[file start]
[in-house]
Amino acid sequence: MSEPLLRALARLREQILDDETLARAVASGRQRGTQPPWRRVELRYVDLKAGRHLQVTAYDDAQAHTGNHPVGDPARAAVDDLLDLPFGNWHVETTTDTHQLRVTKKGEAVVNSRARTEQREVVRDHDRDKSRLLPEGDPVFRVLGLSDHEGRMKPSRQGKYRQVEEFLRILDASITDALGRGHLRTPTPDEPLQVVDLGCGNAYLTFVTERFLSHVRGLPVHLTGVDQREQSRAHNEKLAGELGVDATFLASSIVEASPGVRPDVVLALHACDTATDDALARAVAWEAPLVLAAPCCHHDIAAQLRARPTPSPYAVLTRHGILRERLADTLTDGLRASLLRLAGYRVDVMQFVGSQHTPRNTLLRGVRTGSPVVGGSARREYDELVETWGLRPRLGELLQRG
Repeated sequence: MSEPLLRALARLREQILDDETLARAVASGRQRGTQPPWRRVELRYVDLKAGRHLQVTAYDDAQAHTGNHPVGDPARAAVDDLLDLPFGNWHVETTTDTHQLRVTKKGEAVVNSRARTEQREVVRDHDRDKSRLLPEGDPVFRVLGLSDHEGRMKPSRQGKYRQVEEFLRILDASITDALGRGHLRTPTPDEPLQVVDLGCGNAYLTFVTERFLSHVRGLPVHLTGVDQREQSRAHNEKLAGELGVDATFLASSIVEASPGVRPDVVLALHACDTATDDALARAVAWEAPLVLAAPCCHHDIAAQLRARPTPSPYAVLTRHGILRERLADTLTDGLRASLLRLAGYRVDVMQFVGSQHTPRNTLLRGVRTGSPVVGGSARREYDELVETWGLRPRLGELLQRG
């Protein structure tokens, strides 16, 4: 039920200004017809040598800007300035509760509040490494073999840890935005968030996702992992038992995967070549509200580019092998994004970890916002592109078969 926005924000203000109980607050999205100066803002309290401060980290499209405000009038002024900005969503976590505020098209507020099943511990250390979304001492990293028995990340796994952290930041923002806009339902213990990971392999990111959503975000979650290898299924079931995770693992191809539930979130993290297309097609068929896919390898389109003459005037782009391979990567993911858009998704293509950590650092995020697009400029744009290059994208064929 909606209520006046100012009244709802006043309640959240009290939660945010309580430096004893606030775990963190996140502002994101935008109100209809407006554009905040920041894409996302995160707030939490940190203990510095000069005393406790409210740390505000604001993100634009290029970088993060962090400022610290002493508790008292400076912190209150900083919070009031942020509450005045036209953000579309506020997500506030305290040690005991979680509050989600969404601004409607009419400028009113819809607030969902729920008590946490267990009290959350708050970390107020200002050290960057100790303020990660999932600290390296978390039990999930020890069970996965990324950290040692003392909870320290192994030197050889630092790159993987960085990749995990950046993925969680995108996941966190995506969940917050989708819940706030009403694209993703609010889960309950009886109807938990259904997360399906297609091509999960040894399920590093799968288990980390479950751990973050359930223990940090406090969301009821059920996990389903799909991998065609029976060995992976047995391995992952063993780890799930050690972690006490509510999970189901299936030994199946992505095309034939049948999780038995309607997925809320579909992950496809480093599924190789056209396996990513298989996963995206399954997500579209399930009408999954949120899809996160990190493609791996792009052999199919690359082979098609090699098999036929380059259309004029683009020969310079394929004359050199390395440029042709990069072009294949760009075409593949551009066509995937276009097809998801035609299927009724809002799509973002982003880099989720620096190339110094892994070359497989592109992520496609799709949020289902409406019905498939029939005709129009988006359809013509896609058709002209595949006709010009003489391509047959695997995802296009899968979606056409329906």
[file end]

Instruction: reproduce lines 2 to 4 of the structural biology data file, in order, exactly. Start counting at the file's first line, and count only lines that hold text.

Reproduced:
Amino acid sequence: MSEPLLRALARLREQILDDETLARAVASGRQRGTQPPWRRVELRYVDLKAGRHLQVTAYDDAQAHTGNHPVGDPARAAVDDLLDLPFGNWHVETTTDTHQLRVTKKGEAVVNSRARTEQREVVRDHDRDKSRLLPEGDPVFRVLGLSDHEGRMKPSRQGKYRQVEEFLRILDASITDALGRGHLRTPTPDEPLQVVDLGCGNAYLTFVTERFLSHVRGLPVHLTGVDQREQSRAHNEKLAGELGVDATFLASSIVEASPGVRPDVVLALHACDTATDDALARAVAWEAPLVLAAPCCHHDIAAQLRARPTPSPYAVLTRHGILRERLADTLTDGLRASLLRLAGYRVDVMQFVGSQHTPRNTLLRGVRTGSPVVGGSARREYDELVETWGLRPRLGELLQRG
Repeated sequence: MSEPLLRALARLREQILDDETLARAVASGRQRGTQPPWRRVELRYVDLKAGRHLQVTAYDDAQAHTGNHPVGDPARAAVDDLLDLPFGNWHVETTTDTHQLRVTKKGEAVVNSRARTEQREVVRDHDRDKSRLLPEGDPVFRVLGLSDHEGRMKPSRQGKYRQVEEFLRILDASITDALGRGHLRTPTPDEPLQVVDLGCGNAYLTFVTERFLSHVRGLPVHLTGVDQREQSRAHNEKLAGELGVDATFLASSIVEASPGVRPDVVLALHACDTATDDALARAVAWEAPLVLAAPCCHHDIAAQLRARPTPSPYAVLTRHGILRERLADTLTDGLRASLLRLAGYRVDVMQFVGSQHTPRNTLLRGVRTGSPVVGGSARREYDELVETWGLRPRLGELLQRG
């Protein structure tokens, strides 16, 4: 039920200004017809040598800007300035509760509040490494073999840890935005968030996702992992038992995967070549509200580019092998994004970890916002592109078969 926005924000203000109980607050999205100066803002309290401060980290499209405000009038002024900005969503976590505020098209507020099943511990250390979304001492990293028995990340796994952290930041923002806009339902213990990971392999990111959503975000979650290898299924079931995770693992191809539930979130993290297309097609068929896919390898389109003459005037782009391979990567993911858009998704293509950590650092995020697009400029744009290059994208064929 909606209520006046100012009244709802006043309640959240009290939660945010309580430096004893606030775990963190996140502002994101935008109100209809407006554009905040920041894409996302995160707030939490940190203990510095000069005393406790409210740390505000604001993100634009290029970088993060962090400022610290002493508790008292400076912190209150900083919070009031942020509450005045036209953000579309506020997500506030305290040690005991979680509050989600969404601004409607009419400028009113819809607030969902729920008590946490267990009290959350708050970390107020200002050290960057100790303020990660999932600290390296978390039990999930020890069970996965990324950290040692003392909870320290192994030197050889630092790159993987960085990749995990950046993925969680995108996941966190995506969940917050989708819940706030009403694209993703609010889960309950009886109807938990259904997360399906297609091509999960040894399920590093799968288990980390479950751990973050359930223990940090406090969301009821059920996990389903799909991998065609029976060995992976047995391995992952063993780890799930050690972690006490509510999970189901299936030994199946992505095309034939049948999780038995309607997925809320579909992950496809480093599924190789056209396996990513298989996963995206399954997500579209399930009408999954949120899809996160990190493609791996792009052999199919690359082979098609090699098999036929380059259309004029683009020969310079394929004359050199390395440029042709990069072009294949760009075409593949551009066509995937276009097809998801035609299927009724809002799509973002982003880099989720620096190339110094892994070359497989592109992520496609799709949020289902409406019905498939029939005709129009988006359809013509896609058709002209595949006709010009003489391509047959695997995802296009899968979606056409329906």